Pathogenicity of Colletotrichumkahawae in Kenya
Njoka, Fredrick M.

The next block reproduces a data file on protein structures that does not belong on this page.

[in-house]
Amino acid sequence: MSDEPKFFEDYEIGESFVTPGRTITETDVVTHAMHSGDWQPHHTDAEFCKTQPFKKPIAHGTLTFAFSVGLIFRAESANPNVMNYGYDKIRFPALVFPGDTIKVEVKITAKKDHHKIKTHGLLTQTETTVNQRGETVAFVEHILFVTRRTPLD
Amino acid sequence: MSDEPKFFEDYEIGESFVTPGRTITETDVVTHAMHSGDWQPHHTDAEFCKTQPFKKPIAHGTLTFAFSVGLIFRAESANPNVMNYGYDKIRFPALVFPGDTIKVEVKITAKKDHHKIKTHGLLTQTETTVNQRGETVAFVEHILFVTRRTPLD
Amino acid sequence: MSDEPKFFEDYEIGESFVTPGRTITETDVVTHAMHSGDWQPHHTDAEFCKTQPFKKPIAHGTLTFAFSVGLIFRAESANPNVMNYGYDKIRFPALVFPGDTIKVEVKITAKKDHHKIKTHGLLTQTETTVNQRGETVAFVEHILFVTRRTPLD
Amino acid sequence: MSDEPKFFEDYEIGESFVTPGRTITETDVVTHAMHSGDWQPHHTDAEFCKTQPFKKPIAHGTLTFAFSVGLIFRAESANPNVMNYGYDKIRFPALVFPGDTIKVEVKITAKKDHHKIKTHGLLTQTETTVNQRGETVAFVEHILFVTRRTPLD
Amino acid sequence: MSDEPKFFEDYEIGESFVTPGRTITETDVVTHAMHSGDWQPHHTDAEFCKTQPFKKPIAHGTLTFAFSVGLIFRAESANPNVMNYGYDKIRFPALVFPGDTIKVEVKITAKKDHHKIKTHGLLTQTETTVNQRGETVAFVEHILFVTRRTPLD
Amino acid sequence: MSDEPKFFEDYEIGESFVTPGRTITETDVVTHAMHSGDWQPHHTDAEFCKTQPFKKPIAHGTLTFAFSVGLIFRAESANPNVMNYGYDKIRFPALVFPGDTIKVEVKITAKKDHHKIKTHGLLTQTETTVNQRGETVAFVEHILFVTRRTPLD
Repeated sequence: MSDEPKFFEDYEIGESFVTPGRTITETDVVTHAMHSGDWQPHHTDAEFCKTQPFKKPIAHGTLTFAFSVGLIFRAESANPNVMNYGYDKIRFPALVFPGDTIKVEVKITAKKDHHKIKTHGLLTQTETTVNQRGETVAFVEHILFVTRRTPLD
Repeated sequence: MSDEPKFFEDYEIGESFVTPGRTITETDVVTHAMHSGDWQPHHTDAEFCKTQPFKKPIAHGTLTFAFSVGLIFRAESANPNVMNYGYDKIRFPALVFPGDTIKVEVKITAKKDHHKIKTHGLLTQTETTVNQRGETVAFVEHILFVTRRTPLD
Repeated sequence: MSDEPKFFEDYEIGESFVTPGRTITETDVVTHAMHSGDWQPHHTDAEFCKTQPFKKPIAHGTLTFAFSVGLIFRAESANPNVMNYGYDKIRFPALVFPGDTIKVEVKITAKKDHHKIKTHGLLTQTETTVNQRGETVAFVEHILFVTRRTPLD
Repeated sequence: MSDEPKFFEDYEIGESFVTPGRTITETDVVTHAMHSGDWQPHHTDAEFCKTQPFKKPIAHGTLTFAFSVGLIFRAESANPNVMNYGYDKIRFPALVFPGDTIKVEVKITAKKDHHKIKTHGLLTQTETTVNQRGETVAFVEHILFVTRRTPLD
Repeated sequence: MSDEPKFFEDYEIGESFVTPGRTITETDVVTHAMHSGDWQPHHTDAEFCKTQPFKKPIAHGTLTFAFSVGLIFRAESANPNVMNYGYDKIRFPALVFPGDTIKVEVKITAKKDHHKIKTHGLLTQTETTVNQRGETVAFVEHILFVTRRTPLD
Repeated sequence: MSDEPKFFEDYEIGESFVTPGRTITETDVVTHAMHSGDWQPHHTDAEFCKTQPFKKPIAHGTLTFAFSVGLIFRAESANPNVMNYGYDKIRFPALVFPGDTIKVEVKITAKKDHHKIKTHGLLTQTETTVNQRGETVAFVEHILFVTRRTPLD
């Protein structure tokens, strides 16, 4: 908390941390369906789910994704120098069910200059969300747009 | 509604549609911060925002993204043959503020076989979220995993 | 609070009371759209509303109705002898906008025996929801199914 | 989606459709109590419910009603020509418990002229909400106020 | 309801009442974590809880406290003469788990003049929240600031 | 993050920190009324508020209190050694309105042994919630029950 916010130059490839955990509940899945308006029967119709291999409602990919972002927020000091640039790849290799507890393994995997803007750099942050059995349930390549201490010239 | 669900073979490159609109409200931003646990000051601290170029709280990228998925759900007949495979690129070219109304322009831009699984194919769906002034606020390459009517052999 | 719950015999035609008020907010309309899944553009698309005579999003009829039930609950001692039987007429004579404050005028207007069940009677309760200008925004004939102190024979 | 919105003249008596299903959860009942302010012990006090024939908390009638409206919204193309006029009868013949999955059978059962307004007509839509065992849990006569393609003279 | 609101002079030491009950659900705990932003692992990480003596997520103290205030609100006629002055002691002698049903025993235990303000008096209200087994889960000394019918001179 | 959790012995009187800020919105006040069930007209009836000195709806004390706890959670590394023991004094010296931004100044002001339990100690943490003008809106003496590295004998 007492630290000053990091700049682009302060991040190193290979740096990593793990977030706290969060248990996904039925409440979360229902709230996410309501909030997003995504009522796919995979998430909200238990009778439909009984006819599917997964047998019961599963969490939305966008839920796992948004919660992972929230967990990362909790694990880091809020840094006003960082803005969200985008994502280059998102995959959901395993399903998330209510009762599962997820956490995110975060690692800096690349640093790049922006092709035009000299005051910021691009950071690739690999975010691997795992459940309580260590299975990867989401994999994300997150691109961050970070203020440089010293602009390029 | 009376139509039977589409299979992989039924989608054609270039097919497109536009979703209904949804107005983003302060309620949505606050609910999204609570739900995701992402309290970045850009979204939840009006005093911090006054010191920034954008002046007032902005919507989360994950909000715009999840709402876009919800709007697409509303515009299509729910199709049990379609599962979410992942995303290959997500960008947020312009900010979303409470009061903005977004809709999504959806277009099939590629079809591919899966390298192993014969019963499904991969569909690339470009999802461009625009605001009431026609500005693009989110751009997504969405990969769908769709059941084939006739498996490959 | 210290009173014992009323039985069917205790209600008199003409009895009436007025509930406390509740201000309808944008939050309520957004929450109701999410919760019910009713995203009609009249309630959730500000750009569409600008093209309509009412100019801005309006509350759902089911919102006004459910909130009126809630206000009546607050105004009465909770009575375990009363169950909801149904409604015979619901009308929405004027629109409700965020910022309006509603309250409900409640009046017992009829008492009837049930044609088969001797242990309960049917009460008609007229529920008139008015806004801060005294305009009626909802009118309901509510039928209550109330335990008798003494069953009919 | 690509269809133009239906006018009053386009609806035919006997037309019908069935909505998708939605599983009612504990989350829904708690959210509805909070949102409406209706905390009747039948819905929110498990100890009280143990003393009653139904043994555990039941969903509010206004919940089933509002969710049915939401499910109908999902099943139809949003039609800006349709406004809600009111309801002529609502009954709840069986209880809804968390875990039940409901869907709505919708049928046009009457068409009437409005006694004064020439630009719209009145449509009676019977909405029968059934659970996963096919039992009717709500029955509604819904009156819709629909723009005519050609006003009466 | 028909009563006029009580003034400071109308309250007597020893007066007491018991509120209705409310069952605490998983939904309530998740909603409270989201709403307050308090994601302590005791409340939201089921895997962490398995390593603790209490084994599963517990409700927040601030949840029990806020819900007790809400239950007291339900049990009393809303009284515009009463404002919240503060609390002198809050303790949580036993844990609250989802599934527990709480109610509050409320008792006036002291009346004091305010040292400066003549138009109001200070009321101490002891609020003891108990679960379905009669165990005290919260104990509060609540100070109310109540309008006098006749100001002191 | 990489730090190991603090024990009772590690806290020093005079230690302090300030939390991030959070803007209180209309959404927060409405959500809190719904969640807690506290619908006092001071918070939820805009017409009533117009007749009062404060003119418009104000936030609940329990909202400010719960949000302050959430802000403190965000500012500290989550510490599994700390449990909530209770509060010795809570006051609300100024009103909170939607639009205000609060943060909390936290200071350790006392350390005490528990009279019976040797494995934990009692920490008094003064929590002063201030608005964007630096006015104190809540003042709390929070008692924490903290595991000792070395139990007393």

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This study was aimed at determining the virulence diversity of Colletotrichumkahawae, and their correlation with coffee growing regions and interaction with coffee varieties in Kenya. A total of 34 single conidia isolates were obtained and subjected to variation analysis using DNA banding patterns. The test varieties included Rume Sudan, Catimor, K7 and SL 28 (susceptible). Seedlings were individually scored for disease symptoms and mean grade of infection was computed. The mean grade data was then used to perform Analysis of Variance (ANOVA) using the random effects model. The results were used to determine the correlation between molecular polymorphism and diversity in virulence. The variety x isolate interaction effects although significant (p<0.05) did not conclusively reveal the existence of races because the isolate effect was not significant. The virulence tests revealed that variation was due to main effects of varieties. Rume Sudan was highly resistant with a mean grade of 4.75. Catimor with a mean grade of 7.66 showed medium resistance. K-7 showed medium resistance with a mean grade of 9.97. SL 28 was highly susceptible with a mean grade of 11.75. The growing regions had no influence on the genetic and virulence diversity since C. kahawae isolates from all regions were pathogenic on the tested coffee cultivars. All the isolates were significantly (p<0.05) more aggressive on coffee cultivar SL28, followed by K7 and Catimor in that order. Rume Sudan showed high resistance to all the tested isolates irrespective of the region. It is concluded that variation in Colletotrichumkahawae population is largely due to differences in aggressiveness of the isolates.